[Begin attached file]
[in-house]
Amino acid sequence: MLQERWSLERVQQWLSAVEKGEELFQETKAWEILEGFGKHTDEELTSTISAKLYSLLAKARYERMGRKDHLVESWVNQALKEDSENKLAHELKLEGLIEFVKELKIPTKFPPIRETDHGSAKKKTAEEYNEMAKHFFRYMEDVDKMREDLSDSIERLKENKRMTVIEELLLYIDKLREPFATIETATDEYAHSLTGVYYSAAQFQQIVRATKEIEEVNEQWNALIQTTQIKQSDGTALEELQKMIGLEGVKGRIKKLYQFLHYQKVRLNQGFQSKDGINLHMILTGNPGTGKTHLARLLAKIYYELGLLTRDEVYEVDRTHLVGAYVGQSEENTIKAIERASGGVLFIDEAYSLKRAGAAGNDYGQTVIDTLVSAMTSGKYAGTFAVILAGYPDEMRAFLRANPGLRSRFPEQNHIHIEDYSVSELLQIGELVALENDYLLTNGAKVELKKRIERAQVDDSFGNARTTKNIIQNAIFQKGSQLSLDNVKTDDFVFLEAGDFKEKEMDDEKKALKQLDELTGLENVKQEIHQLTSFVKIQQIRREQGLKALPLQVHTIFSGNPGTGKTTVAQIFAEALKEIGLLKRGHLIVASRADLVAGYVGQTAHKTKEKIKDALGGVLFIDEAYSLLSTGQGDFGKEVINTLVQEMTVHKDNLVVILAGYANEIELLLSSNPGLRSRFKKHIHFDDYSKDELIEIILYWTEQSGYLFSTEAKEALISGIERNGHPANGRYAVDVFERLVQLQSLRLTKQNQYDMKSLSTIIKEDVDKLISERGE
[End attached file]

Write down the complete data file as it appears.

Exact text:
[in-house]
Amino acid sequence: MLQERWSLERVQQWLSAVEKGEELFQETKAWEILEGFGKHTDEELTSTISAKLYSLLAKARYERMGRKDHLVESWVNQALKEDSENKLAHELKLEGLIEFVKELKIPTKFPPIRETDHGSAKKKTAEEYNEMAKHFFRYMEDVDKMREDLSDSIERLKENKRMTVIEELLLYIDKLREPFATIETATDEYAHSLTGVYYSAAQFQQIVRATKEIEEVNEQWNALIQTTQIKQSDGTALEELQKMIGLEGVKGRIKKLYQFLHYQKVRLNQGFQSKDGINLHMILTGNPGTGKTHLARLLAKIYYELGLLTRDEVYEVDRTHLVGAYVGQSEENTIKAIERASGGVLFIDEAYSLKRAGAAGNDYGQTVIDTLVSAMTSGKYAGTFAVILAGYPDEMRAFLRANPGLRSRFPEQNHIHIEDYSVSELLQIGELVALENDYLLTNGAKVELKKRIERAQVDDSFGNARTTKNIIQNAIFQKGSQLSLDNVKTDDFVFLEAGDFKEKEMDDEKKALKQLDELTGLENVKQEIHQLTSFVKIQQIRREQGLKALPLQVHTIFSGNPGTGKTTVAQIFAEALKEIGLLKRGHLIVASRADLVAGYVGQTAHKTKEKIKDALGGVLFIDEAYSLLSTGQGDFGKEVINTLVQEMTVHKDNLVVILAGYANEIELLLSSNPGLRSRFKKHIHFDDYSKDELIEIILYWTEQSGYLFSTEAKEALISGIERNGHPANGRYAVDVFERLVQLQSLRLTKQNQYDMKSLSTIIKEDVDKLISERGE